3-Dollar Umulius Rectangulum
Jul 1, 2009Public
Photo: The original 6-dollar Umulius on the left (two dollars per inter-locked rectangular ring) and the 3-dollar version on the right (one dollar per rectangular ring)
Photo: Behind the dollar Umulius's you can see some of my prototypes - a single plain-paper folded rectangular ring (from a dollar bill sized piece of paper), a small unfolded early prototype crease pattern, and an over-sized older prototype crease pattern.
Photo: Under the dollar Umulius's is a close-to-final print of my crease pattern. The blue outer markings are reference lines for using a ruler and scoring/embossing tool to score crease lines on the dollar bill for easier folding.
Photo: Cute little thing, isn't it?!
Photo: A shot from another angle.
Photo: And one more shot from another angle.
Photo: Screenshot of my crease pattern drawing. When printed from the original file, the black rectangle is exactly the dimensions of a U.S. dollar bill. The blue outer markings are straight-edge reference marks for hand-scoring a bill. I used Inkscape (http://inkscape.org/) to create the diagram.

When folded, the upper 2 and a half rows are extra paper and are rolled over onto each other and hidden inside the model, it's the bottom 5 rows that make up the main part of the model.

Refer to Jim Cowling's web page (http://erikdemaine.org/thok/umulig.html) to get an idea as to how my crease pattern is used for folding, as I used Jim's pattern as a guide for developing my pattern.
Photo: Screenshot of an updated version of my crease pattern. The image of a dollar is dropped behind the pattern to indicate paper orientation (will result in a model with green on the outside).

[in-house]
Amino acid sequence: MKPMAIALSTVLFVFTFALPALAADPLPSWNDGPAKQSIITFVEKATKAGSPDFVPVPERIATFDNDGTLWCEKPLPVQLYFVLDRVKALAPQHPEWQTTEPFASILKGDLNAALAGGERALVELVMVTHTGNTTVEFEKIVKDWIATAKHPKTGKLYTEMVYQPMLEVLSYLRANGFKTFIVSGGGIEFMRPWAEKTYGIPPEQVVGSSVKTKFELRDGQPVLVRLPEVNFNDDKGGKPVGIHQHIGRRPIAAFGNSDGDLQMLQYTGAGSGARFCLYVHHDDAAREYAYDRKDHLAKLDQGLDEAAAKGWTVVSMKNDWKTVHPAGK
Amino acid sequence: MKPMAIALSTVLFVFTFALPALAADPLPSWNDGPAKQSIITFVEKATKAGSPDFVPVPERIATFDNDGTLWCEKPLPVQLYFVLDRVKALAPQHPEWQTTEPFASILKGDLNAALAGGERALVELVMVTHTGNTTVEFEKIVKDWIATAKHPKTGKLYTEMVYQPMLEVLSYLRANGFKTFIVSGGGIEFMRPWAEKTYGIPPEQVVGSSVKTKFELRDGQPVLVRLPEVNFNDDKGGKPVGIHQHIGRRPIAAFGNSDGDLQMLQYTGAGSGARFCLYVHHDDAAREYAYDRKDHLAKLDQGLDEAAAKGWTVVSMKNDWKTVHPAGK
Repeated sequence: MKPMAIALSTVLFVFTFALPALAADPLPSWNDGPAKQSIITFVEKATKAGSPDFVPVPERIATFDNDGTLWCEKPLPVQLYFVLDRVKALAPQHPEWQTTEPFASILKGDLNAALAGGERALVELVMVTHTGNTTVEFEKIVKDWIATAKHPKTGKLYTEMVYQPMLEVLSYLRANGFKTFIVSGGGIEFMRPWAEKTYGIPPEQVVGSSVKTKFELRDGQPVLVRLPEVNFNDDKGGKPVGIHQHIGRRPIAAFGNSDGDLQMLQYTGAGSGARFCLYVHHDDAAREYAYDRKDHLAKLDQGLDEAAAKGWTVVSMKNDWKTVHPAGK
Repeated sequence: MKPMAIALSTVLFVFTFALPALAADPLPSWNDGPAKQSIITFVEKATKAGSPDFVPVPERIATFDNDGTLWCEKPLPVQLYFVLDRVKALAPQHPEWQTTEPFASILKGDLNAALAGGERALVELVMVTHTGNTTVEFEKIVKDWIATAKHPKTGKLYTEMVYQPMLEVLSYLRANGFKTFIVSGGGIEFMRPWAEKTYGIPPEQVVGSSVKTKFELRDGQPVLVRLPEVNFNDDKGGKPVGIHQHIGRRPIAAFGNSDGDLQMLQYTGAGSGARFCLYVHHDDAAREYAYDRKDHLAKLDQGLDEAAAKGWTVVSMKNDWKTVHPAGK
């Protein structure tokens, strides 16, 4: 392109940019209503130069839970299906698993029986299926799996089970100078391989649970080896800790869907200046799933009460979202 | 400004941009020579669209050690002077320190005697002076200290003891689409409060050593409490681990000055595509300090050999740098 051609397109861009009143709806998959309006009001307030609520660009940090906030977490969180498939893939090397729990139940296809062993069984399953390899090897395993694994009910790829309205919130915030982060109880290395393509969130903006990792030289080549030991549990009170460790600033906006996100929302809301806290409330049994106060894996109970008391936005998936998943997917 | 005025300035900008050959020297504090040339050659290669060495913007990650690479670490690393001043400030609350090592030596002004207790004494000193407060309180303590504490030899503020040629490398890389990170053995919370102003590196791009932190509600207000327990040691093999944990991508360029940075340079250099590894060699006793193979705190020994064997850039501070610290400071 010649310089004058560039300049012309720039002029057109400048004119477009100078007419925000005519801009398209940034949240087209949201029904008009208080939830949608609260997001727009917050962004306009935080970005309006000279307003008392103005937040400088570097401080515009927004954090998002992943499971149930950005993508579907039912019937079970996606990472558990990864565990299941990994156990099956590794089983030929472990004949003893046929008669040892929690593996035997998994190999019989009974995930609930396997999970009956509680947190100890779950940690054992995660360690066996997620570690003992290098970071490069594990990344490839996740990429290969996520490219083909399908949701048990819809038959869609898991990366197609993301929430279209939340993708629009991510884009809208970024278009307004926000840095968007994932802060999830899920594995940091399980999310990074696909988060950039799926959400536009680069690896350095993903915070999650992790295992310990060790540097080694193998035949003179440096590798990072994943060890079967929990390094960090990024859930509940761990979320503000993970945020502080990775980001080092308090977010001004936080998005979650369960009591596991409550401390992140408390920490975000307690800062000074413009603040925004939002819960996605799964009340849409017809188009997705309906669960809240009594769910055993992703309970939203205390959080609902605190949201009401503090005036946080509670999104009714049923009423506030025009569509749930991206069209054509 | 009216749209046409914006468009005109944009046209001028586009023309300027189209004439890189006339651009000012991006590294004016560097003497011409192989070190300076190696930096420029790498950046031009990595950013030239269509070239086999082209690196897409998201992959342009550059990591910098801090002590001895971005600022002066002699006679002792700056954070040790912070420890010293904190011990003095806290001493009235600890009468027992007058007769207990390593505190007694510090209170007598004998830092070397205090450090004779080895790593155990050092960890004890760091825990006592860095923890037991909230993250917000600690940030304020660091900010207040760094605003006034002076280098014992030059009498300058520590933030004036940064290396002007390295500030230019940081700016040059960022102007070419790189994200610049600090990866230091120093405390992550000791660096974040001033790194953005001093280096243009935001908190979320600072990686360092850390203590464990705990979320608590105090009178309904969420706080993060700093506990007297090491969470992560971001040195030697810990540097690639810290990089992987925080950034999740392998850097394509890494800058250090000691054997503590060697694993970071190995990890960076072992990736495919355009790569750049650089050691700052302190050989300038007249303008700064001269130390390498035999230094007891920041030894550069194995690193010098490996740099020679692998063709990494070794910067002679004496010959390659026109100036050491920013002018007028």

Blue outer marks are straight-edge reference marks for hand-scoring a bill using a ruler and scoring tool.

Pre-crease on all the black lines.

Yellow section is extra paper area to be hidden inside the model. The rows are folded/rolled down on top of each other, then folded down onto the top white row.

Green section is folded in to provide a slot/tab type mechanism for locking that end of the tube closed. What tube you ask? Bring the top white row (with the folded yellow mass) and bottom white row together and overlap them (the thicker mass goes on the outside). The result is a long, hollow, four-sided tube.

The four diamond-shaped areas are then collapsed to form the elbow corners in the tube. Tuck the shorter tube end section inside the longer tube end section to complete the hollow, square-tube, rectangular ring.
Photo: JPG version of my first diagram & instruction sheet. To get a PDF version that will print to proper scale, join the moneyfolders_unite Yahoo! group (http://groups.yahoo.com/group/moneyfolders_unite/)

Use the diagram in conjunction with my tutorial video, available in this photo gallery.